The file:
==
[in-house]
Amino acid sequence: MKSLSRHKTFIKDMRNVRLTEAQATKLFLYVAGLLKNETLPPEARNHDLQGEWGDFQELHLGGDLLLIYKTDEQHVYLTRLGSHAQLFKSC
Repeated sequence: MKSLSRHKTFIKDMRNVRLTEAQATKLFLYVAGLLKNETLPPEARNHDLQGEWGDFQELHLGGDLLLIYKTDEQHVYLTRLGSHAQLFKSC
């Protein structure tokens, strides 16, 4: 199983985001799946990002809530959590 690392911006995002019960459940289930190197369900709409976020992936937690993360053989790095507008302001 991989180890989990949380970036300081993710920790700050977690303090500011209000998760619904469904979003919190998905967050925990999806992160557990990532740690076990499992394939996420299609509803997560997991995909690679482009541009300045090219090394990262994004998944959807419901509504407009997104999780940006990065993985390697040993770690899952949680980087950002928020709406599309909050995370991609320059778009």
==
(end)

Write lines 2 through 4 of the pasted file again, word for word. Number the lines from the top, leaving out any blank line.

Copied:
Amino acid sequence: MKSLSRHKTFIKDMRNVRLTEAQATKLFLYVAGLLKNETLPPEARNHDLQGEWGDFQELHLGGDLLLIYKTDEQHVYLTRLGSHAQLFKSC
Repeated sequence: MKSLSRHKTFIKDMRNVRLTEAQATKLFLYVAGLLKNETLPPEARNHDLQGEWGDFQELHLGGDLLLIYKTDEQHVYLTRLGSHAQLFKSC
């Protein structure tokens, strides 16, 4: 199983985001799946990002809530959590 690392911006995002019960459940289930190197369900709409976020992936937690993360053989790095507008302001 991989180890989990949380970036300081993710920790700050977690303090500011209000998760619904469904979003919190998905967050925990999806992160557990990532740690076990499992394939996420299609509803997560997991995909690679482009541009300045090219090394990262994004998944959807419901509504407009997104999780940006990065993985390697040993770690899952949680980087950002928020709406599309909050995370991609320059778009």